There is a reasonable explanation for the patio umbrellas.
Unfurled over desks like the wings of huge colorful birds, they dotted the 8,500-square foot office landscape of Schell Games. From the ribs of one dangled a string of party lights; another was covered with wacky hats.
So, here's the thing, said Jesse Schell, 42, founder of the eponymous South Side video game company. The old space, a few blocks down East Carson, had these enormous skylights.
The streaming daylight wreaked havoc with glare on computer monitors, and the umbrellas were a fun solution. It only made sense to bring them to the new place, even if there were no skylights.
This is a busy time for the company, and not just because Schell Games is about to move into an additional 5,000 square feet on the same floor. Last month it launched "Daniel Tiger's Neighborhood," a series of games, video and printables at www.pbskids.org/daniel.
The PBS animated series of the same name debuts Monday .
Company execs also spent the weekend at Seattle's PAX Prime video game convention, giving away 30,000 free memberships to "Puzzle Clubhouse," a new venture that raised more than $11,000 through the crowdfunding website, Kickstarter.
Mr. Schell, who since 2002 has taught courses, including game design, at Carnegie Mellon University's Entertainment Technology Center, wanted to try a new business and development model with "Puzzle Clubhouse."
Each month, a new online game and accompanying 3-minute film will be produced at www.puzzleclubhouse.com. Members of the community can suggest themes and design, then vote on content.
The site launched Aug. 30. "It's not a trivial system, to figure out the right way for people to vote on content and to submit content and to stay engaged ... and for us to be on a production cycle where you can produce a finished game," he said.
In comparison, a bigger challenge in the charming "Daniel Tiger's Neighborhood" was to get the tone right.
"They [The Fred Rogers Company] were able to take the essence of 'Mister Rogers Neighborhood' and bring it into this animated format. That was so exciting. It gave us a lot of confidence that this was the right property [for Schell Games]."
"How do you take something that is successful in one medium, then adapt it over to another while still keeping the essence?"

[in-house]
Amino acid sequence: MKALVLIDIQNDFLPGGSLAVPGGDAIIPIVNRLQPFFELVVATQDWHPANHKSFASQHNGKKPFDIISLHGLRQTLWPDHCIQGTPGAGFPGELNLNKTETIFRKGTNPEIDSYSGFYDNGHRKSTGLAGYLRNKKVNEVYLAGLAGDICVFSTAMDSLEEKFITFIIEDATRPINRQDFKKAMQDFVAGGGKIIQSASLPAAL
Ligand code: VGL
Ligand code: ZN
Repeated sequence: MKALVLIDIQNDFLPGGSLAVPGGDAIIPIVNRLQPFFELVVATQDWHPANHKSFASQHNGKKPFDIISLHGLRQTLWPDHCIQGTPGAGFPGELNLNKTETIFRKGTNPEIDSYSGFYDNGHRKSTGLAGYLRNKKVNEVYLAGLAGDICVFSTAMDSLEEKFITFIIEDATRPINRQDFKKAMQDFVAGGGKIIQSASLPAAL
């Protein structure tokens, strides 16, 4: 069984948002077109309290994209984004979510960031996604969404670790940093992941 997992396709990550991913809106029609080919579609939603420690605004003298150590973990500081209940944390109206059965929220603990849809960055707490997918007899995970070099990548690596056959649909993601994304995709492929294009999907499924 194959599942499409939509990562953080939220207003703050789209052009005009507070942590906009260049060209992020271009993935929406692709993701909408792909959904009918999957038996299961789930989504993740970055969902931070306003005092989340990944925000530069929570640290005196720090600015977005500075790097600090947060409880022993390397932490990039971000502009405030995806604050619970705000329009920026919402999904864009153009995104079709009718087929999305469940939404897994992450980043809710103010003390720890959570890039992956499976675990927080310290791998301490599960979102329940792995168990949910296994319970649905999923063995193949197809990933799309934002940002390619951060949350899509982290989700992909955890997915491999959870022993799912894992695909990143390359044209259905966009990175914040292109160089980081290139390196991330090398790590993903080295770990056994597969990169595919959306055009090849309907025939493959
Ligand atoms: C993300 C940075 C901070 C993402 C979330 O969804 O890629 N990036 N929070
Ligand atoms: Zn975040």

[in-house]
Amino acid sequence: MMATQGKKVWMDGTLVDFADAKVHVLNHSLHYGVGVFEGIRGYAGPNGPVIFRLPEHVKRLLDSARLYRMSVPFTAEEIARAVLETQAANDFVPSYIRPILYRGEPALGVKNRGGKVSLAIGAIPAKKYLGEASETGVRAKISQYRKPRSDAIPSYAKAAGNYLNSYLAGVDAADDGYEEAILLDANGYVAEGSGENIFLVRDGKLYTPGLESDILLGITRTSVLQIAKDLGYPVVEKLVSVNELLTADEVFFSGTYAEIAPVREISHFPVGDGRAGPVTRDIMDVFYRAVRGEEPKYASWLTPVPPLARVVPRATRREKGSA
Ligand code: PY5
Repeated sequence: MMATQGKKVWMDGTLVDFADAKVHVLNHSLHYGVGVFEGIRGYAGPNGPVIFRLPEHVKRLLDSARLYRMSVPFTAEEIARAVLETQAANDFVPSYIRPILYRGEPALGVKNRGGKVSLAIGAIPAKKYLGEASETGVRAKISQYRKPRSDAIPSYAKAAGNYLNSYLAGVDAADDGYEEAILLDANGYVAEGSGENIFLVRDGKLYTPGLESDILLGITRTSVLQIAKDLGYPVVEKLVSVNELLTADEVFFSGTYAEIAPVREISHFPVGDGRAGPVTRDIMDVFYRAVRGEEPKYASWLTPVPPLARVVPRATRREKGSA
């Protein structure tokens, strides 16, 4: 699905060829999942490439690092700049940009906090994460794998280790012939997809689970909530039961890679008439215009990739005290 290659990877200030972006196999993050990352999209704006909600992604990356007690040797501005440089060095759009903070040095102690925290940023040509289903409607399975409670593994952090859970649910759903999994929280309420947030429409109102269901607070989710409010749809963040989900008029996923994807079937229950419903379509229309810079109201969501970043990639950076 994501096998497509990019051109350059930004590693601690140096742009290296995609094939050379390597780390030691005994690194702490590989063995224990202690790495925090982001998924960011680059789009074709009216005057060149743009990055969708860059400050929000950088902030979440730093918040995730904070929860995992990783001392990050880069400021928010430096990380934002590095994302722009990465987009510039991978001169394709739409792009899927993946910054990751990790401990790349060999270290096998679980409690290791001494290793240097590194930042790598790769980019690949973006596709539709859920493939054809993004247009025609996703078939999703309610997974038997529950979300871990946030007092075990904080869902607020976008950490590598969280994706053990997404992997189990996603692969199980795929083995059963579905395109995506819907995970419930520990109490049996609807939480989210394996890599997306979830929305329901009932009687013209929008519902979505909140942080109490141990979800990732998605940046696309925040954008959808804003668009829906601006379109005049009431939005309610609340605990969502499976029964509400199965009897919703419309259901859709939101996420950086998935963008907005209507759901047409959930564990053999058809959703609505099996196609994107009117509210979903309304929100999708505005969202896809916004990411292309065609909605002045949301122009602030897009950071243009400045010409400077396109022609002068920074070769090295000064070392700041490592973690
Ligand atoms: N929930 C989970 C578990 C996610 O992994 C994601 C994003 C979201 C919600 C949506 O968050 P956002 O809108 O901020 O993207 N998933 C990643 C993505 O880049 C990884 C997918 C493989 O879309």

Although much of what Schell Games does has educational or family overtones, it had never created content aimed at such a young base: 3- to 5-year-olds. The game promotes social and emotional learning, not the usual ABC's.
Many users cannot read; some have little experience negotiating a mouse.
"Click and drag is actually a fairly complex action," Mr. Schell said.
For many of its projects, the company's website, www.schellgames.com, invites fans to sign up to drop by the bustling offices, because, according to Mr. Schell, you can never have too many testers: "We like to test things right away, and then test frequently and test often."
Because there were only so many very young testers available, Schell Games turned to a local institution for help.
"What's great is, the Children's Museum [of Pittsburgh] has an inexhaustible supply of testers ages 3 to 5. And their parents are excited to have them try a Fred Rogers game," he said.
There is even a musical element that offers kids a chance to express themselves (happy, sad, mad) in a tuneful way.
"The association of emotion and music [was] something Fred Rogers talked about a lot," said Mr. Schell, a New Jersey native who is the former creative director of Disney's Imagineering Virtual Reality Studio, and also has experience as a street performer, mime and clown.
Computer savvy runs in the Schell family. Jesse's grandfather, Emil Schell, was a mathematician for the U.S. government. When ENIAC, the first electronic computer, was installed in the Washington, D.C., area after World War II, the elder Schell taught it to play "Nim," an ancient Egyptian puzzler.
"My grandfather, I believe, may have created the first computer game," he said.
It's unlikely Emil ever envisioned the likes of his grandson's company. The 70-odd employees -- there is a small branch office in Austin, Texas -- appear to be mostly young, more-casually-than-Casual Friday-dressed, and completely absorbed in the work.
Pop culture action figures threatened to overrun more than a few desks. An upright piano us settled against one wall, bearing a sign that urges employees to refrain from playing during working hours.
Whatever those might be: the atmosphere here is decidedly not 9-to-5. Another wall was decorated with a rack of billiard cues, although the pool tables disappeared in another life. (This building used to house "Shootz Cafe.")
On the far side of the office, there was a gaming installation from "Race for the Beach," which Schell Games developed for SeaWorld San Diego's Turtle Reef exhibit. The controllers resembled plush turtles, adding to the office-as-toy-box appeal.
Because if your business is creating fun and games, it really ought to be fun doing it.
"We've always been the company that likes to go where other people aren't going," said Mr. Schell, whose cubby of a private office won't be confused with that of the average CEO.
"How can we take the idea of computer games, and take it somewhere new?"
In this case, it's a brand-new "Neighborhood."
Maria Sciullo: email@example.com or 412-263-1478 or @MariaSciulloPG.